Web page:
Gold Rush Essay, Research Paper
The Gold Rush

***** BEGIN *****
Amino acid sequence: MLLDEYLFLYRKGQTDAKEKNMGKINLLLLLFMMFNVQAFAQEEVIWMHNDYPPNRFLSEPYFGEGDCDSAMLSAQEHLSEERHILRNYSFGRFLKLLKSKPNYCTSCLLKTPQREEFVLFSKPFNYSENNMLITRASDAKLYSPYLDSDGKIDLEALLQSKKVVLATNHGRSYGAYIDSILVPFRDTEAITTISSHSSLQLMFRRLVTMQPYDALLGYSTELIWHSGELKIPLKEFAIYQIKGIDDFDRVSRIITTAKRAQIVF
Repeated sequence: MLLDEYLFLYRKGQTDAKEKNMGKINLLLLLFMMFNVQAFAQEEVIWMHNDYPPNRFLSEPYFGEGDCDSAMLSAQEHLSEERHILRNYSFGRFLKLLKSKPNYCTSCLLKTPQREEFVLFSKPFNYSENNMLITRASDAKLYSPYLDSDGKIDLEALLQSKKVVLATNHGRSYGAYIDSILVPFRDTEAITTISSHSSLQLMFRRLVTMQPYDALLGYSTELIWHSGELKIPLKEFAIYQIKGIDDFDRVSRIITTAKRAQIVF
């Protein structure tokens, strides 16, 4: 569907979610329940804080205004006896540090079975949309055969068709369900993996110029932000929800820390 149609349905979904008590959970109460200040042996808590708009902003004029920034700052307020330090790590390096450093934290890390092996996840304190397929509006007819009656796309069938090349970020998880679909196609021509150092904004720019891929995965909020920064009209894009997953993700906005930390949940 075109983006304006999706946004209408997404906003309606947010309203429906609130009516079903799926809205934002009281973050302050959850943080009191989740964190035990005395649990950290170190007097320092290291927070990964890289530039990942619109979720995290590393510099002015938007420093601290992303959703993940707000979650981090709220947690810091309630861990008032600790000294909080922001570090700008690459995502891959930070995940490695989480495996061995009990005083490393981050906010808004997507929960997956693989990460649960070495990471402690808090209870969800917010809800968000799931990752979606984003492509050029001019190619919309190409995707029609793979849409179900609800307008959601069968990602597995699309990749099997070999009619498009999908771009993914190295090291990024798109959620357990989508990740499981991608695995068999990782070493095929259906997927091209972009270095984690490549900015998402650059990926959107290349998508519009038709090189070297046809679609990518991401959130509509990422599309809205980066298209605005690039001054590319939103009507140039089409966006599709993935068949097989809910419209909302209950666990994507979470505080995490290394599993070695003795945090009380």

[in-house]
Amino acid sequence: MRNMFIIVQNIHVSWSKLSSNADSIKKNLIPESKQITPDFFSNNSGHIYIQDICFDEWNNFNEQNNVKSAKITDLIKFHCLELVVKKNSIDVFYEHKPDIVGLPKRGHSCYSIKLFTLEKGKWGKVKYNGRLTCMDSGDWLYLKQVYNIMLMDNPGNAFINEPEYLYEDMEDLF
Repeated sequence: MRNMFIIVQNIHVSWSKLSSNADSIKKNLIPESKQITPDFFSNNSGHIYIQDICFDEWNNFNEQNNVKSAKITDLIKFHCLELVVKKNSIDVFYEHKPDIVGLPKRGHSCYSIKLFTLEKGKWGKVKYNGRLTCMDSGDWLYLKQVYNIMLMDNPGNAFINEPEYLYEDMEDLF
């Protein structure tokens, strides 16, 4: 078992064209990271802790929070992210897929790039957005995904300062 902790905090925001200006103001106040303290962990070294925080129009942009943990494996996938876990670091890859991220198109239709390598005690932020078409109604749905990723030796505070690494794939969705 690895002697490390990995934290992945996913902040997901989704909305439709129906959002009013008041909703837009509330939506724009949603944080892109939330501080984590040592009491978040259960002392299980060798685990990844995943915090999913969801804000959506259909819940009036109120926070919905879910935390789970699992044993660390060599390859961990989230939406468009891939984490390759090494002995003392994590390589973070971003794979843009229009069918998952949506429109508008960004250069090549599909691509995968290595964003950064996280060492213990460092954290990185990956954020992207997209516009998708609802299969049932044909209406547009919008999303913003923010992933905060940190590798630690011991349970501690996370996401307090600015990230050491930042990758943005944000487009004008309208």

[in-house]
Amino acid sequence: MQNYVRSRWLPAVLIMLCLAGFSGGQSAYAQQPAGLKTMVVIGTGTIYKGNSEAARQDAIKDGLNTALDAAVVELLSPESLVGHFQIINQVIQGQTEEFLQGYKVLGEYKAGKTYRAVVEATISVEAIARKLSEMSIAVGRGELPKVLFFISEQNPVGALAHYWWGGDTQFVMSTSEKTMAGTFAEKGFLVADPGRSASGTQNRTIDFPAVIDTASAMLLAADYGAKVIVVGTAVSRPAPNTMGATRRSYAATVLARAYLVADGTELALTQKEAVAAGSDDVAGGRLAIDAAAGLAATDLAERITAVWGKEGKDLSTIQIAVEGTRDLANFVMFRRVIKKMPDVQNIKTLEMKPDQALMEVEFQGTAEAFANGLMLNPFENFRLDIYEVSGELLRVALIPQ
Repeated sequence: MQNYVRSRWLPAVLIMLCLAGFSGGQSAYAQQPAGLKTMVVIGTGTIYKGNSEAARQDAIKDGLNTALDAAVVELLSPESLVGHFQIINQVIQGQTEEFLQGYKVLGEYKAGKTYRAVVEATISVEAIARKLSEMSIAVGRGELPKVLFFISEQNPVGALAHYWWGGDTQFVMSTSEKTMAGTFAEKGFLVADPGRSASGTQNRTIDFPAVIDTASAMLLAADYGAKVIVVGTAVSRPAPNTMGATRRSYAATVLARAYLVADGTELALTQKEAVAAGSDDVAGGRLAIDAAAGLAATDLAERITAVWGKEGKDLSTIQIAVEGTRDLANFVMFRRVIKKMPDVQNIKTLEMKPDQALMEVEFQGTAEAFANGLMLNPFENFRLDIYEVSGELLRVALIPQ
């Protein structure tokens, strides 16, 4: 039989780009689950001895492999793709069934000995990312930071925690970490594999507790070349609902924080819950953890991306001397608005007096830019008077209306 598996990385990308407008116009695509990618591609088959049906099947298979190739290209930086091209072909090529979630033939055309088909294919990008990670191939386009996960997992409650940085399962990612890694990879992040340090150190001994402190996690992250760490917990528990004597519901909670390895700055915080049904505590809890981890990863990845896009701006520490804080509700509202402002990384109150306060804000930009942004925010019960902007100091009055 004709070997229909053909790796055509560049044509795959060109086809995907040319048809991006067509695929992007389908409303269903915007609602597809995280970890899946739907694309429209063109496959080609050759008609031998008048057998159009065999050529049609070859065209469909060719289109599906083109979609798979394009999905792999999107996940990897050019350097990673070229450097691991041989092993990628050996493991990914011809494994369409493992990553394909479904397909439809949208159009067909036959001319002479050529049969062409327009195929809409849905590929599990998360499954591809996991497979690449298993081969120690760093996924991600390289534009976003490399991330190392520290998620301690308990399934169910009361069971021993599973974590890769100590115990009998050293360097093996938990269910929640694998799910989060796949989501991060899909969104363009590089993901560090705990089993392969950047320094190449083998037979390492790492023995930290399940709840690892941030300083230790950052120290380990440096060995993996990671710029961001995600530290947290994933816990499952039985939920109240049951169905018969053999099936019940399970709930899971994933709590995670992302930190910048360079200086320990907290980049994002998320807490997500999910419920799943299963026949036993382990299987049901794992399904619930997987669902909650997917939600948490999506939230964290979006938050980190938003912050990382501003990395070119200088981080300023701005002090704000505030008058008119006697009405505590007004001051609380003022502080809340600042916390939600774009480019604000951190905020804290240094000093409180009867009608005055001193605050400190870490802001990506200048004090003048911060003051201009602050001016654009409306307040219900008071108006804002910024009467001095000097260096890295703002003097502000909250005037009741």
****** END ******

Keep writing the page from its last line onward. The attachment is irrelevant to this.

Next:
One moment the California creek beds glimmered with gold; the next, the same creeks ran red with the blood of men and women defending their claims or ceding their bags of gold dust to bandits. The “West” was a ruthless territory during the nineteenth century. With more than enough gold dust to go around early in the Gold Rush, crime was rare, but as the stakes rose and the easily panned gold dwindled, robbery and murder became a part of life on the frontier. The “West” consisted of outlaws, gunfighters, lawmen, whores, and vigilantes. There are many stories on how the “West” begun and what persuaded people to come and explore the new frontier, but here, today, we are going to investigate those stories and seek to find what is fact or what is fiction. These stories will send you galloping through the tumultuous California territory of the mid-nineteenth century, where disputes were settled with six shooters and the lines of justice were in a continuous chaos. Where’s the West, how and where did the West begin? This is the question that is asked most often and there is never a straight -forward answer. Everyone has their own opinion on the subject: “Oh, it started sometime in the nineteenth century,” or “The west is really just considered to be Oklahoma, Texas, and Kansas.” Whatever happened to California actually being considered the “West?” With all honesty, even into the twentieth century, California is not thought of as being the “West,” or the “West” in the manner in which Oklahoma, Kansas and Texas are thought of. Cowboys, horses, and cattle are only considered to be in the central states, but what about California? To give a straight- forward answer on where and how the “Real West” or even the “Wild West” began; it began by a millhouse worker named James Marshall. On the morning of January 24, 1848, Marshall was working on his mill and looked down in the water and saw a sparkling dust floating along the creek bed (Erodes 116). Assuming it was gold, he told his fellow workers what he had found and they began searching for the mysterious metallic dust as well. Four days later Marshall rode down to Sutter’s Fort, in what is now Sacramento, and showed John Sutter what he had found. They weighed and tested the metal and became convinced that it was indeed gold. John Sutter wanted to keep the discovery secret, but that was going to be impossible. The rumor flew and Sutter’s mill workers, which were Mormon, caught wind of it and began searching for their own fortune. Shortly after they fled, they too found gold. The site in which they found their fortunes became known as Mormon Island, the first mining camp to be established after the discovery of gold at Marshall’s mill (Erodes 119). From that moment on, the west began to boom in population and prosper in every direction. First Blood Gold fever caught on in a hurry, and this attracted many different people to the new frontier. Dreams of gold and success sparkled in the eyes of every cotton picker, farmer, and blue- collar worker west of the Mississippi. Once the fever spread across the nation and throughout the territories, bloodshed was going to be inevitable. Greed takes a toll on the mind of many and convinces people to do things that aren’t even logical. People become very protective of their property and are willing to do anything to protect it, even defend it to their death. The violence must have started somewhere and at sometime over something…. But when? On the night of October 1, 1848, eight months after James Marshall’s discovery, several men were sleeping in James Marshall’s sawmill, originally owned by John Sutter (Erodes 137). Peter Raymond began banging on the door of the mill. Raymond, a twenty- one-year-old sailor from Dublin, Ireland, was drunk and irritated for not striking his fortune as fast as he planned. Raymond staggered in demanding more liquor from the now awakened men. John Von Pfister, arose and as a precaution shoved his knife into his waistband. Von Pfister managed to quiet the drunken sailor down and set him down on a bench to rest. Von Pfister leans over and says “Rest now my friend and we’ll be laughing about this in the morning” (Brown 13). Raymond sticks one hand out for a shake and with his other he strips Von Pfister of his knife and buries the blade into his heart. It is ironic that the first murder in the Gold Rush, the first of many that would follow, took place at the very spot where gold was discovered. Raymond fled and was later tracked down and killed near San Francisco. And so let it be written, this drunken episode of ignorance was the “first blood” of the Gold Rush. The Gun Fighting Era Along with the growth in population in the West, violence grew as well. There has always been confusion about when the “Gun Fighting Era” actually began? The Era of the western gunfighter assumingly began at the close of the Civil War. This untruth has been repeated so often since the 1930’s that it has become accepted as dogma among historians and “Old West” enthusiasts (Brown 296). People assume that this era began around this time because they only heard of the most infamous cowboys and gunfighters such as Billy the Kid, Pecos Bill, and/or Wyatt Earp. These particular men were wretched killers that had a lot of kills underneath their belts and were noticed more easily than the western gunfighters; those of whom did not go on killing sprees. The age of the gunfighter more correctly began in 1848, when the discovery of gold set off the great migration westward (Brown 297). This coincided with the development of Colt revolvers, most importantly the various .44 caliber Dragoon models, which first appeared in 1848; the .31 caliber pocket model of 1849; as well as many “pepperbox” models made by Allen & Thurber (Brown 297). The weapons were affordable, reliable, easily carried or concealed on the person, and deadly. So with technological development and a need for weapons California became known as the “Wild West.” Americans, and just not those on the frontier, understood that they were responsible for their own safety and for settling their own problems. The United States government did not exist in the California Territory. The non-existence of the government was also an even more attraction of why to come to the new frontier. Gamblers, gunfighters, and outlaws could roam freely throughout the territory and take what they wanted. All the more reason for the westerners to arm themselves for protection. When the creek beds of California glimmered with gold, only one thought went through every persons mind….money. When we analyze what took place and what events occurred because of the discovery of gold, we think, “Was it all worth it?” The violence, the greed; was it necessary? Clearly, violence did not occur at all times or in all places during the Gold Rush. It was continuous and relentless. There’s no doubt many gold camps and other communities saw low rates of violence. But the point is that overall, violence in the Gold Rush was much more commonplace than anything Americans had ever seen before in peacetime. The California Gold Rush was one of the most important American events of the nineteenth century and its influence on migration, economic development, politics, and culture was deep and lasting. It was the prototype for all gold and silver rushes to follow. From these rushes brought the booming frontiers in mining, cattle, and land, which, within the space of two generations, would settle the west and eventually close the frontier. And so now, when California is thought of and remembered, let it be remembered as the West. The West in which it truly is, has been, and will always remain, in American history.